Nikolas Ferreira: The young transphobic Christian and the leader of the homeless: the most voted deputies in a divided Brazil | International

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The Brazilian deputies Nikolas Ferreira and Guilherme Boulos.RR.SS.

Nikolas Ferreira, 26, and Guilherme Boulos, 40, are the lawmakers with the most votes in Sunday's election in Brazil. They are both men, white and from the city. The similarities end there. Ferreira, with almost 1.5 million votes, is a influencer from Belo Horizonte who describes himself as conservative, Christian and against “gender ideology”. Boulos, with 1 million supporters and from São Paulo, led the Movement of Homeless Workers (MTST) and organized invasions of private property. He defends, among other things, the establishment of a tax on large fortunes and the prohibition of statues that honor historical figures linked to slavery. They are the face of a country divided into two halves and that has yet to name its next president.

"Stop there, who entered?" Ferreira asks in full live broadcast on Instagram, the eve of the first presidential round. On the other side of the screen appears the wrinkled forehead of the president, the far-right Jair Bolsonaro. Ferreira jumps out of his seat as if Brazil had just scored the winning goal in the World Cup final. "Mr. President, I know he's tired, but I'm here to give you a message," he says. “I want to thank him for everything he has done for this country. Cheer up!". Bolsonaro responds with a defense of "freedom" and criticism of "the communist governments that have sunk their countries." When the president is fired, the influencer celebrate again loudly: almost 300,000 viewers have followed the exchange.

From a conservative but humble family, Ferreira affirms that he was harassed for his ideas when he was studying law at the university, which he describes as a left-wing “activism den”. A couple of years ago, he won an election for councilor in Belo Horizonte, the sixth largest city in Brazil and the capital of the State of Minas Gerais. He was the second most voted local representative in the history of the city and has taken advantage of his position to promote the "express prohibition" of the use of inclusive language in public and private schools.

The new deputy's recipe combines skill in social networks —3.9 million followers on Instagram, 1.1 million on Twitter— with a speech that touches all the far-right boxes in Brazil, from skepticism about vaccines to covid-19 the right to bear arms for personal defense. For this last matter, he attacked the recently elected trans deputy Duda Salabert for having defended greater restrictions, when she, who has received death threats, has an armed escort. “The hypocrite”, she said in a speech, before correcting the article to masculine to make her transphobia clear: “The hypocrite".

Like Ferreira, Guilherme Boulos knows how to move well on social networks —1.9 million followers on Instagram and 1.8 on Twitter—, but the content he spreads is completely different. Born in São Paulo in a wealthy home, he studied philosophy and was part of the communist youth. Later, he became involved in the Movement of Homeless Workers, a powerful association that claims the right to housing and advocates for reducing urban inequalities. In 2003, he rose to fame for leading a 20-day occupation of a huge, unused Volkswagen lot.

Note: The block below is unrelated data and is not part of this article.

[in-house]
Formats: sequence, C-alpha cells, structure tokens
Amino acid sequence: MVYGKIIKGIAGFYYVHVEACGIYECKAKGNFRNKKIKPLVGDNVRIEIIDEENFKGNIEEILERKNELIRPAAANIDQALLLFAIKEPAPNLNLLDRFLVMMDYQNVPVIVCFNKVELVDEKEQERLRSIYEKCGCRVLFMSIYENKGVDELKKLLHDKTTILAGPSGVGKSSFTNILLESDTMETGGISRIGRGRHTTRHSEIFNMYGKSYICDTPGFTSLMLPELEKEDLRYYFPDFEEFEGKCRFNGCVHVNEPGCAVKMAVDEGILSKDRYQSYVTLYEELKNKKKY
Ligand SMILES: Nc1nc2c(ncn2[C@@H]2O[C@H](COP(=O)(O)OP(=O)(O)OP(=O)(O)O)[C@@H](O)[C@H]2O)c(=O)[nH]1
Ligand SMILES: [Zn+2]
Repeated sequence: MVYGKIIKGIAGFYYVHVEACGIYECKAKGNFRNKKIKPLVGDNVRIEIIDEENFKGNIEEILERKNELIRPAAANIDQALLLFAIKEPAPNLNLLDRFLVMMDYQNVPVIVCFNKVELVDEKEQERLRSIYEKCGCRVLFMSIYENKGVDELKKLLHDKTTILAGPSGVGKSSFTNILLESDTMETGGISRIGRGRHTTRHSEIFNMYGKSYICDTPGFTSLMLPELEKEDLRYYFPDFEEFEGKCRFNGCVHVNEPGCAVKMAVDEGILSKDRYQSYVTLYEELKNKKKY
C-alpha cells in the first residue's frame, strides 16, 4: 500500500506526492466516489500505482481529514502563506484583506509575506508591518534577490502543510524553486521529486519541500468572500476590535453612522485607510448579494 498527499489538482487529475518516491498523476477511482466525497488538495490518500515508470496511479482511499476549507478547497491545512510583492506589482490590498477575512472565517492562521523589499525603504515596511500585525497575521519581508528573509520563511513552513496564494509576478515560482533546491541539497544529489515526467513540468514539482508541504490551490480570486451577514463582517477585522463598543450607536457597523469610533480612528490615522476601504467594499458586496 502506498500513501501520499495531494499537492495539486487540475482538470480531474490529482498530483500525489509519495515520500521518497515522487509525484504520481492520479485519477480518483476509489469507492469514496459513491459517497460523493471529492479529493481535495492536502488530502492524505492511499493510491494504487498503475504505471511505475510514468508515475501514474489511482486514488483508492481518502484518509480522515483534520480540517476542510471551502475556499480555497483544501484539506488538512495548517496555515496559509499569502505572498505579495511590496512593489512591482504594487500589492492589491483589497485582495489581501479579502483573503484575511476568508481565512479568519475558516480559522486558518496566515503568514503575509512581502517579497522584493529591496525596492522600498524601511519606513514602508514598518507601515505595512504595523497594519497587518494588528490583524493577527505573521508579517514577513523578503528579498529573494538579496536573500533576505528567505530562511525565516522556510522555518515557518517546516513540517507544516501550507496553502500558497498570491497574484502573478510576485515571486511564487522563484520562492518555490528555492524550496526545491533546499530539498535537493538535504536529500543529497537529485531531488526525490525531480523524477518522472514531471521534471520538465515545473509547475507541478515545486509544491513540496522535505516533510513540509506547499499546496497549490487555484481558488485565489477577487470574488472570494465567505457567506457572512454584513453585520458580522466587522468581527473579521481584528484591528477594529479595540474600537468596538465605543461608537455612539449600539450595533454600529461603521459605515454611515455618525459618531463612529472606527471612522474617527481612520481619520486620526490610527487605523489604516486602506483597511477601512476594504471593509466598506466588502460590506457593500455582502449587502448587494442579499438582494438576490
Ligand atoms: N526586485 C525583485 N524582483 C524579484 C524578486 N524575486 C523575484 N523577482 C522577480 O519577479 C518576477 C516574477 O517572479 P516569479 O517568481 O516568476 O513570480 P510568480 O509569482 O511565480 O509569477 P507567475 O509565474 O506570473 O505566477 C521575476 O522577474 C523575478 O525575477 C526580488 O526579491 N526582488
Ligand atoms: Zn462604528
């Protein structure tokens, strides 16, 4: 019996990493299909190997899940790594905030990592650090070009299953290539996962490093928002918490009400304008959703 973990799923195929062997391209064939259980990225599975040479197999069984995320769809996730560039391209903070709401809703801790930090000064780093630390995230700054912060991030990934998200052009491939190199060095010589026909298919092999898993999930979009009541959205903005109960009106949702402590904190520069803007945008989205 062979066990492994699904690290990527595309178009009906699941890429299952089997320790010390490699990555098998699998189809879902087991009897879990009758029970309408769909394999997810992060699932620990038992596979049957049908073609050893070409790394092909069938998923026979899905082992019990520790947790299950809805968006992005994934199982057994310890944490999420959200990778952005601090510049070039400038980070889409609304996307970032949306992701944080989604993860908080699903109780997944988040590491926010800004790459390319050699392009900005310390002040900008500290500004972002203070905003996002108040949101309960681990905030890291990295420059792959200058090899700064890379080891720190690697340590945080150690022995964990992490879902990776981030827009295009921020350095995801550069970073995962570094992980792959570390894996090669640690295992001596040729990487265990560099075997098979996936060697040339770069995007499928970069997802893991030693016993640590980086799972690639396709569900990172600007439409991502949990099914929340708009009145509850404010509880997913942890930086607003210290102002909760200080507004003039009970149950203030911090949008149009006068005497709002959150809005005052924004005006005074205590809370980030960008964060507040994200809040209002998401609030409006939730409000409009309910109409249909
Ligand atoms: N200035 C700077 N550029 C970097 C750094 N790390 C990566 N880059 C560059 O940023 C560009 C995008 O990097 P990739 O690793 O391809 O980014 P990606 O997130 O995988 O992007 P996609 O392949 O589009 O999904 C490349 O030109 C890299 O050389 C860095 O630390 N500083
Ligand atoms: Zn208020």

Boulos, sporting a beard reminiscent of a younger Luiz Inácio Lula da Silva, is seen as representative of Brazil's new generation of leftist leaders. Sooner or later, the renewal will have to happen: Lula is already 76 years old and, if he wins the Presidency, he will end his term after 80. A member of the PSOL, the left to the left of the Workers' Party, Boulos campaigned in favor of giving aid to the poor for the purchase of houses and raising taxes on the richest. He says that he wants to take “those fights [de movimientos sociales] for within a space of power”. And, by the way, send Bolsonaro to jail for his management of the pandemic.

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From opposing ideological trenches, Ferreira and Boulos share the same goal for the month that remains until the second round: get their respective presidential candidates re-elected. The states from which they come, Minas Gerais —won by Lula in the first round— and São Paulo —won by Bolsonaro—, are the two most populous in Brazil and, therefore, key pieces of the board. "We are going to be in the streets every day until October 30 to close this dark phase of Brazilian history," Boulos said in an interview this week. Ferreira, for his part, declared himself "a soldier in the war" for the re-election of Bolsonaro.

Whatever the final result, the clash of these two opposing visions will mark the new Chamber of Deputies. The coalition led by Bolsonaro's Liberal Party, in which Ferreira will join, will have the largest bench in the legislature. The Workers' Party and allies such as Boulos' PSOL will have the second largest representation. In between, there will be a gray mass of legislators who will move according to the direction of the political winds. From one side and the other, Nikolas Ferreira and Guilherme Boulos will blow, two halves of Brazil who will soon face each other in plenary.

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